The initial development and testing of the source photometry part of the code was carried out during a visit by S. M. to the Spitzer Science Center, whose kind hospitality is here acknowledge. We particularly thank A. Noriega-Crespo and S. Carey for suggesting the use of the MPFIT package, which greatly helped our efforts, and for continuing discussions and advise about code performance and test results. We thank the referee, Dr. Jonathan Williams, for valuable suggestions and comments that led to an improved code and paper clarity. We also thank D. Elia for providing the code for fractal-based realization of 2D images.

References

All Figures

thumbnail Fig. 1

Spitzer/MIPS 24 μm image of IRAS23385+6053 (Mol160). Sources of all sizes are visible from pure point-like to resolved blobs, which however the eye immediately detect as separated features from the more distributed background.

Open with DEXTER
In the text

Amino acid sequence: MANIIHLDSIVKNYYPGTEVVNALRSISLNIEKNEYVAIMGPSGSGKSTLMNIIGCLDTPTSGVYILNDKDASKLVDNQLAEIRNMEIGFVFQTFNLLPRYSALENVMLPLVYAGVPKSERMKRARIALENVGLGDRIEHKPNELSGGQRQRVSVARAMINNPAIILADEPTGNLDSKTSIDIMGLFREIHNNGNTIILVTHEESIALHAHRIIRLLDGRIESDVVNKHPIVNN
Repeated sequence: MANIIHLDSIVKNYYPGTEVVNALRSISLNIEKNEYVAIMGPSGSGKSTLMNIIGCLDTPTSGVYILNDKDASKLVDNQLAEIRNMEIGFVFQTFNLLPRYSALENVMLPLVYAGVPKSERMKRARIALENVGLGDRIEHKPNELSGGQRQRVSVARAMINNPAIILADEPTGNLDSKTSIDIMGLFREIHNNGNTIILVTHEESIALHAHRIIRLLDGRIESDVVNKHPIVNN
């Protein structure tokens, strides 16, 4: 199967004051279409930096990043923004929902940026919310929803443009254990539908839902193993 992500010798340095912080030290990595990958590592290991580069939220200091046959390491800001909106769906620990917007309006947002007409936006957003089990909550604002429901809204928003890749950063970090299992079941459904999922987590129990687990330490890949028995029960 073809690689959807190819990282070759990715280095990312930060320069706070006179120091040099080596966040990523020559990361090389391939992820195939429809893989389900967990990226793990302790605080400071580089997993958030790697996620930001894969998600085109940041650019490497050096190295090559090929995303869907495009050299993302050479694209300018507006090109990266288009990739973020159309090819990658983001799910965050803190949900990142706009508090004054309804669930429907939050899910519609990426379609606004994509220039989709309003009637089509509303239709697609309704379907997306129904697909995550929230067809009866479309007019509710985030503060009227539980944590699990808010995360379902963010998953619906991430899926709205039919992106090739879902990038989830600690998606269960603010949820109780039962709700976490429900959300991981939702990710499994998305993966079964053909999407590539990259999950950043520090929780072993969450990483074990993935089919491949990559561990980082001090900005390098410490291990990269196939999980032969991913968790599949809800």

thumbnail Fig. 2

2nd-order derivatives images of the same field of Fig. 1; derivatives have been computed along columns (top-left), rows (top-right), and the two diagonals (bottom panels). As a matter of convention, we decided to invert the sign on the derivatives (which should be negative on the source peaks) for purely cosmetic purposes.

Open with DEXTER
In the text
thumbnail Fig. 3

Diagram showing a typical source grouping run. Sources A and L will end up in the same group although their reciprocal distance is larger than the 2 × FWHM adopted threshold.

Open with DEXTER
In the text
thumbnail Fig. 4

Results of the detection and photometry procedure over the same Spitzer/MIPS 24 μm field of Fig. 1. Extracted sources are reported as ellipses whose size represents the FWHM and orientation of detected compact structures. Green ellipses represent sources fit individually, while blue ellipses are for sources that were fit in multiple groups.

Open with DEXTER
In the text
thumbnail Fig. 5

Flow chart for the extraction and photometry method.

Open with DEXTER
In the text
thumbnail Fig. 6

Simulated fields at 250 μm. The angular size is 1° and the pixels size is 6′′. The case for source peak fluxes of 1 Jy/pxl and 0.1 Jy/pxl are reported in the left and right panels, respectively. The color stretch in the two figures is different to put emphasis on the sources, but the level of the diffuse emission in the two fields is the same.

Open with DEXTER
In the text
thumbnail Fig. 7